Meanwhile across the pond, another visual trend was moving and shaking. Mod—or ‘Modernists’ were born in England in 1958 and were inspired heavily by music. Thick colors, heavy geometric graphic patterns and a reinvigoration of plaid were en vogue. Checkerboard happened to fit that style.
Perhaps the most popular American brand to incorporate checkerboard in the later half of the century is Vans Shoes. Starting in 1966, the first Van Doren Rubber Company store opened and by the early 1970s, the slick checkered pattern became heavily integrated. Rumor has it that the Vans designers were inspired by reoccurring doodles that teenage customers would draw around the white soles and thus a brand was born. Vogue Magazine attributes Sean Penn’s character in Fast Times at Ridgemont High (1982) to be a catalyst in the brand’s popularity and the style continues today. Though Vans wasn’t tipping their hat to motorsports by incorporating checkerboard, they have evolved their company into sponsoring various versions of extreme sports including motocross.
In 2017, top fashion designers Louis Vuitton and Givenchy debuted collections featuring the checkered theme. Rihanna later created a line for Fenty X Puma specifically inspired by motorcross—right down to giant (magenta) sand dunes and dirt bikes. As recently as spring of 2018, Tommy Hilfiger and Lewis Hamilton collaborated on a capsule collection inspired by the now five-time World Champion. As a full- time Formula 1 driver, it helps that Hamilton already has the physique and international notoriety to be one of Hilfiger’s models. Later last year the Hilfiger brand took it a step further and put out a full ready-to-wear line splashed in checkerboard and inspired by the a European racing paddock.
This integration of motorsports—even in an abstract way—helps all of racing on a recognition level. Checkerboard has always been a symbol of energy, youth and even rebellion- all that represents racing as well. That attitude is being brought back to the mainstream at a global level right now. We know that racing is cool, but this might be a roundabout way for others to realize that fact.
Fashion is also considered fleeting and notoriously styles change with a shift of gears. So relish it race fans, right now you are black, white and chic all over.
Just about everyone that reads Roddin’ and Racin’ NW has a vintage car, hot rod, muscle car, race car or is interested in them.
Compare that to a daily driver, work truck, grocery getter that needs more attention than a hot rod. Play attention to your daily driver. Nothing worse than to have your wife broken down along I-5 with a van full of kids.
Basic maintenance on your daily driver is very important. My wife and I were planning a trip to Yellowstone and we did not want to have any foreseeable problems, so I took our Escape to the shop for an oil change and to check everything out. When I was younger I use to do all that myself. Now I have a good reliable shop do all my maintenance. I had them look over the Escape before our trip to change the oil and filter, check the brakes and rotate the tires-normal maintenance stuff for peace of mind on a 2000 mile trip so as to, hopefully, have no problems.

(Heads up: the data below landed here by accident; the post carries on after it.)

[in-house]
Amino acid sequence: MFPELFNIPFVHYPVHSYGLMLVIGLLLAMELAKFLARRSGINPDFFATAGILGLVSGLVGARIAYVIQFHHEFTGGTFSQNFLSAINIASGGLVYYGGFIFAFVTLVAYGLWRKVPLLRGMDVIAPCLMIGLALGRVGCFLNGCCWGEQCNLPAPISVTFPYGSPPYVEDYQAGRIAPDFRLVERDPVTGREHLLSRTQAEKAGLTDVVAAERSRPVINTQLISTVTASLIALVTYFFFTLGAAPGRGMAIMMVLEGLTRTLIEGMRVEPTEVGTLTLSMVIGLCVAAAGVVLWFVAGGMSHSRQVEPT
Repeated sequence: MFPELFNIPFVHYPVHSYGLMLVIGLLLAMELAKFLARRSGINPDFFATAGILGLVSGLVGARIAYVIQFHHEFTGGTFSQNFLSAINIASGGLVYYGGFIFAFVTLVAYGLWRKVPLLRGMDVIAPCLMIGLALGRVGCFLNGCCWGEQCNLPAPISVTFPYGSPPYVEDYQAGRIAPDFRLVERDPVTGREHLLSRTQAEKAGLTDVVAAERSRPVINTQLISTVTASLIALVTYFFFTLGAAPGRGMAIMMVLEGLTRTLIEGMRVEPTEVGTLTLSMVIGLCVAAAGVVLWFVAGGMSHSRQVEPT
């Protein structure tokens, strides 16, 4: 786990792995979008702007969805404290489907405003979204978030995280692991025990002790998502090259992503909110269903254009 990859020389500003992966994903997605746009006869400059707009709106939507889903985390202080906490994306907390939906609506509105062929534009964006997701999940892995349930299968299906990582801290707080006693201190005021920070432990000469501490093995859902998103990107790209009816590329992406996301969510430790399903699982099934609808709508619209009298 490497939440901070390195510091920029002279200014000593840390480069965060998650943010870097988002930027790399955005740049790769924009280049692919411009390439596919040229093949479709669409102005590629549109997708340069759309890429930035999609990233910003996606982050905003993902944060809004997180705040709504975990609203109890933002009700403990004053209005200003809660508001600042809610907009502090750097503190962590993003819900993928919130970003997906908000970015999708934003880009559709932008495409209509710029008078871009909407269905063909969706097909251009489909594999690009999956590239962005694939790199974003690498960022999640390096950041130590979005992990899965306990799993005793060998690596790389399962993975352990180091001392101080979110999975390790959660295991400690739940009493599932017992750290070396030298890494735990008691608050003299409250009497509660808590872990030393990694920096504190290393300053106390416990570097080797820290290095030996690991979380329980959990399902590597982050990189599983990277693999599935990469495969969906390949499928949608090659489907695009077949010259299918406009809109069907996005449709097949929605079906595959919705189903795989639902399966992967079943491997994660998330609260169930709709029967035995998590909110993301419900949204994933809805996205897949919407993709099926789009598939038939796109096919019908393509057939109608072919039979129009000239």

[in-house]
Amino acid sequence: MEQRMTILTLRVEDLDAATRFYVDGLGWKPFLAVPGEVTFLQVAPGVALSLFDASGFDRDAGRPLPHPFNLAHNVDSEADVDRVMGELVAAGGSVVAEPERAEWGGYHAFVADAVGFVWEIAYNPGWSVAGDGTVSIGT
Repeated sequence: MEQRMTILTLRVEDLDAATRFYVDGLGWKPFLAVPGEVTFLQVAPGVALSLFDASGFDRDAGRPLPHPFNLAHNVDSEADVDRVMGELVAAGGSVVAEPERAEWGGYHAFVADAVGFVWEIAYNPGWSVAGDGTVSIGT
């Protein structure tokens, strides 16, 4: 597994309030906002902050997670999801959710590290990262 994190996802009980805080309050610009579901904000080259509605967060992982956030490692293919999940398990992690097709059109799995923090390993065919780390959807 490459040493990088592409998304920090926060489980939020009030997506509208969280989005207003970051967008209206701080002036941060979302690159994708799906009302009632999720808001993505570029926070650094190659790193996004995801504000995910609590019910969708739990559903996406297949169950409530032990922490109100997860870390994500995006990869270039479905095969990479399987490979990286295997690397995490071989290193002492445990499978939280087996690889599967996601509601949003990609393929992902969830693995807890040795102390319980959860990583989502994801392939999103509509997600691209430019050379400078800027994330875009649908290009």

We made it to the park with no problems. On the first day in Yellowstone, driving along, we had an elk jump right out in front of us. I hit the brakes hard and stopped in plenty of time. I thought, “Glad I had the brakes checked”. Meanwhile, the elk trotted down the middle of the road without a care in the world. Of course, they own the roads there.
You can tell where the animals are, by all the cars parked along the road. Several cars had slowed down and a buffalo was right beside the road, with a Forest Service vehicle right next to it. I could just hear the ranger now, “I pulled you over for obstructing traffic”.
What looked like an Audi car club was taking a tour through the park, with several A8’s and other high-end Audis. It was cool.
Driving along a beautiful creek with cliffs on the other side we came across a bunch of cars and everyone was looking up the cliff. We pulled over to see what they were looking at. I thought it was a National Geographic photo shoot there were so many cameras on tripods and giant telephoto lenses. I thought maybe a bear or a bighorn sheep. I asked one of the photographers what were they shooting? She told me it was a juvenile Osprey. An Osprey? I can see bald eagles and ospreys all throughout the Willamette valley on any given day. One photographer said it was a slow photo day.
Stopping several times for photos, the shoulders on the road were loose gravel. I had no problems getting back on the road–good tires. Glad I had them checked.
We saw all the geysers and mud pots, waterfalls, hot springs, various animals (no bears) and everything was beautiful . Even through the mist and rain that we had once in a while, we had great views with new the wiper blades I had installed before we left. Glad I had those checked and replaced!
Heading home, we were going through Montana . I am sure you know the speed limit in some places is 80 mph. Again, glad I had my oil changed and tires checked for peace of mind.
We got home safely with no problems or worries.
So, work all you want on your toys, but to keep peace of mind in the family, keep your daily driver in good, reliable condition. It makes for wonderful road trips.
By the time you guys read this, you should have one foot solidly planted into 2019. What are your resolutions? Do you want to build up your Rods further or do you want to kick ass on the track like I want to?
What do I mean by DUIA? I will delve into that while reminding you that the opinions in this column are of this writer only. For the past couple of years now I have been trying to keep you GearHeads up-to-date on this regime change in the car world. All I can do is touch the surface as there is far too much information to relay.
Consider the racing cars… They are coming up on us all – and fast! So this electrified Volkswagen goes to Pikes Peak and wins its class hands down. It makes the run up the mountain in under 8 seconds. This just happens to be the all-time record for any kind of vehicle ever attempting this. Guys, this really is the canary in the coal mine for all of us internal combustion aficionados!